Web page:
Write-Off with Francesca Steele


Jenny Jackson

Season 3, Ep. 6

Jenny Jackson’s forthcoming novel Pineapple Street is one of the best books I’ve read in the last year, but Jenny is also a Vice President and Executive Editor at Knopf, so she knows all about publishing from the other side of things too. She has an incredible list of authors, from Emily St john Mandel, to Cormac McCarthy, Helen Fielding, Katherine Heiny, who we’ve had on this podcast before. And she says that after 20 years in publishing writing has taught her to be a better editor. Finally she says she understands why it is that authors can be so reluctant to revise. 

Jenny actually wrote another novel right before Pineapple Street that she’ wasn’t able to publish and the experience left her heartbroken. Luckily for us, she decided to jump straight back in and write something else. 

I’m so grateful to Jenny for sharing that experience here, and also for her advice on fufilling and subverting reader expectations, rejecting authors she’s already worked with and what it felt like to have frievds in publishing pass on pineapple street. 

Pineappe Street isn’t out in the UK until 13 April but I really recommend that you pre-order it. It really is that good. And I will rerelease this episode coming up to publication. 

Do come find me on Twitter - @francescasteele - or Instagram - @francescasteelewrites - I'd love to hear your stories about self-doubt, rejection and – of course – success!

More Episodes


Alan Garner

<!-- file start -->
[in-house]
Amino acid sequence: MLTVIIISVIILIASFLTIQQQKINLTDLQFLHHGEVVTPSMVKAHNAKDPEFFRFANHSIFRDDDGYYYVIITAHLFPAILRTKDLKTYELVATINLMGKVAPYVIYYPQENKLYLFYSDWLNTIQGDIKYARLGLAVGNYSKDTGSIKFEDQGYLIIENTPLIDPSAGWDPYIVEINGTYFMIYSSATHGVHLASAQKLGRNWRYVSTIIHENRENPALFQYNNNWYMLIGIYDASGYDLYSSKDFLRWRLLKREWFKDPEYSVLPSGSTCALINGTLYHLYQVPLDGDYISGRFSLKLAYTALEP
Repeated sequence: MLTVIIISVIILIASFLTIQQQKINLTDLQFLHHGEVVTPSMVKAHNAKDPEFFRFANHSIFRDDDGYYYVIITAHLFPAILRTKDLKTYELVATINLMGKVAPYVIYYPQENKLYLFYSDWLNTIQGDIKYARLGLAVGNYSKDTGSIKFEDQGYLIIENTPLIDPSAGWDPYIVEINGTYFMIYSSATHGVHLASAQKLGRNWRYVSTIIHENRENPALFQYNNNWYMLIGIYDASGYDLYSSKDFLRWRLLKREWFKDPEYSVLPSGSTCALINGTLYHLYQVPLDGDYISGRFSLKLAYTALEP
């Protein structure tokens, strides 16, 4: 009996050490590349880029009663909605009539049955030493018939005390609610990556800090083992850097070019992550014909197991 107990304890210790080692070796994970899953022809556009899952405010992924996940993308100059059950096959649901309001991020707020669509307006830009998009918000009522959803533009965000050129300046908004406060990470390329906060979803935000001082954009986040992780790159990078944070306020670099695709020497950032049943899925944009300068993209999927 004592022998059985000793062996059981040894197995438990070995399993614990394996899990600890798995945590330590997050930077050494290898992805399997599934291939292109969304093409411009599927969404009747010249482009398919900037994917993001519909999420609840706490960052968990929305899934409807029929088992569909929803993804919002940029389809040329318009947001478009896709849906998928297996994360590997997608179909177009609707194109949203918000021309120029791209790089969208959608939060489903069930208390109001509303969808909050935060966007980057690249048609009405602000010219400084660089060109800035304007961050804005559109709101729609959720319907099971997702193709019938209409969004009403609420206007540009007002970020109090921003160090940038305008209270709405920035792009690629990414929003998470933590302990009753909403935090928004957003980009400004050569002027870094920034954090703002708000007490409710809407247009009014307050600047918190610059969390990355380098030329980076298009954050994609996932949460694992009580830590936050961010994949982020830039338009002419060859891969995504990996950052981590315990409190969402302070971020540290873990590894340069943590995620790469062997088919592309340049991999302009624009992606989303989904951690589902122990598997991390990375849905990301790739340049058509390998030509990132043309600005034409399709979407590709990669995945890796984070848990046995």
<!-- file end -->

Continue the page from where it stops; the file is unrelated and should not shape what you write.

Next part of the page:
Season 3, Ep. 7
Last year, Alan Garner became the oldest person ever to be shortlisted for the Booker prize, at the age of 87, for his novel Treacle Walker. Alan has been writing novels and other books for more than 60 years, many of them rooted in the folklore and mythology of Cheshire where he is from. His first novel The Weirdstone of Brisingamen had people calling him the new Tolkien and he received an OBE in 2001 for services to literature. Among Alan’s books is his incredible memoir Where Shall We Run To, in which he describes his childhood. He was a very sick child and spent days, weeks, staring at the wall of his bedroom during the second world war, thinking and dreaming, and perhaps sowing the seeds of becoming an author years later, But he also describes the pain of being cast out of his community when he got into grammar school. A rejection that still seems to pain him today and which feeds into the type of writing that he does. Alan has an unusual writing process, that often involves years of what he calls gestation, where he barely writes at all, waiting for the subconscious part of the brain to come up with the goods, and I think there’s something to learn from this - that a writer’s work really isn’t all done at the desk, and that patience isn’t just a virtue but a necessity. I loved chatting to Alan about writing swear words on the first manuscripts he was throughly dissatisfied with, thinking T.S. Eliot’s wasteland was a load of rubbish and giving up academia to write even when he had no idea whether he’d be any good. Do come find me on Twitter - @francescasteele - or Instagram - @francescasteelewrites - I'd love to hear your stories about self-doubt, rejection and – of course – success!